Matters of the spirit: It’s a bird, it’s a plane, it’s…Godawan

Diageo India’s latest single malt, Godawan, is unabashedly Rajasthani, and also puts the spotlight on the endangered Great Indian Bustard.

Terroir, as the French term it, is the complete environment that shapes the wine they make, from the soil and topography to the climate, a factor that can lead to wine being produced from the same varietal, but just grown say in adjacent plots, tasting quite different. Whether whisky has terroir or not is a debated subject. Perhaps not particularly into where the barley is grown, given the intense processing that it’s subjected to, aptly described in the song title “John Barleycorn must die” sung by Traffic, the 60’s rock group. There is a reasonable consensus, however, that the maturation conditions the whisky is subject to definitely play a role in its flavour profile, both in terms of temperatures as well as location.

Godawan, the new single malt launched by Diageo, is a child of these very harsh climatic conditions in Rajasthan. Godawan is the Indian name for the Great Indian Bustard. A close contender to be the national bird of India, it was pipped to the post by the more flamboyant peacock. Once widely found, it’s now largely confined to Rajasthan’s Desert National Park and is “critically endangered”, as described by WWF India, with a population of just 200.

Fortunate, therefore, that Diageo has chosen it as the emblem for a critical part of their craft spirits journey in India. Godawan follows the two whiskies launched under the Epitome badge, the first a single grain and the second a single malt. Having set a marker with these two earlier whiskies, Diageo now wants to broad base it’s Indian single malt portfolio with this launch.

Diageo india's latest single malt, godawan, has been produced in rajasthan.
Diageo India’s latest single malt, Godawan, has been produced in Rajasthan.

Befitting the criticality of Godawan to Diageo’s craft spirit ambitions, the launch is at Jaipur’s Rajmahal Palace Hotel, owned by the Jaipur royal family and managed by Raas hotels. In fact, Maharaj Padmanabh Singh of Jaipur is present at the launch and is very expressive about what this initiative means to him.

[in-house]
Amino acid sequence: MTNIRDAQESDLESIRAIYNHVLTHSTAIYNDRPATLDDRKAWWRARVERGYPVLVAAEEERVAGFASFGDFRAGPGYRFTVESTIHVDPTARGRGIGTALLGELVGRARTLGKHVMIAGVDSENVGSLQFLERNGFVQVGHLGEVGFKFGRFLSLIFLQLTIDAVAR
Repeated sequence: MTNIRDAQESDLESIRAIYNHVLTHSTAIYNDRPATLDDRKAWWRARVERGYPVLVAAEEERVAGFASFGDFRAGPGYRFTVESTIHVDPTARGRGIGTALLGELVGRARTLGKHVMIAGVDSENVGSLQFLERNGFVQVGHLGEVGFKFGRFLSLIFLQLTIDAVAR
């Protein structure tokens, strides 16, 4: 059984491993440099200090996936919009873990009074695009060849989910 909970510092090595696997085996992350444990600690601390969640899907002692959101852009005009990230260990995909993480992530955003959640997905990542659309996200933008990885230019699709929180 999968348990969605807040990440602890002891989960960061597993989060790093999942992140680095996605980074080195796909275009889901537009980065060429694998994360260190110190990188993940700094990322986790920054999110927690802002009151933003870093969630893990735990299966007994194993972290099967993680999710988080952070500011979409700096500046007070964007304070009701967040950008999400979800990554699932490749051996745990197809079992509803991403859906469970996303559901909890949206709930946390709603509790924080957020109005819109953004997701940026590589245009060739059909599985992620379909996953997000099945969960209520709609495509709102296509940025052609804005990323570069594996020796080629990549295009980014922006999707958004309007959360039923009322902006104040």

“The state of Rajasthan, all that it stands for and all that it represents is very close to my heart. We have harsh conditions and climate and not the friendliest of ecosystems with very limited flora and fauna. Co-dependencies of supporting each other, via preservation and conservation, are critical with one example being the Great Indian Bustard. Once omnipresent across the country, it is now close to extinction,” he says.

He’s grateful that Diageo’s efforts will go some way towards the conservation and preservation of the Bustard. He also goes on to talk about the rich culture of art and craft in Rajasthan, citing the famous 36 karkhanas of Jaipur, ateliers in a sense, each practising individual crafts for generations.

Rajasthan is, therefore, an apt choice as a home state for Godawan, marrying together a rich culture of art and craft as well as it being home to the barley used in Godawan and where the whisky itself is distilled in Alwar as also matured there.

And though where the barley is grown may not play a defining role, the kind of barley definitely does. Most Indian single malts, including Godawan, use the six-row barley, as opposed to the two-row barley in Scotland with the high protein content of the former giving a unique flavour profile to the whisky. Godawan also goes through a long fermentation cycle of 55-65 hours helping ensure they get the maximum malt character out of the barley. The high temperatures in Rajasthan also lead to a faster maturation and a “depth of flavour” according to Diageo. I can only imagine what the angel’s share must be though!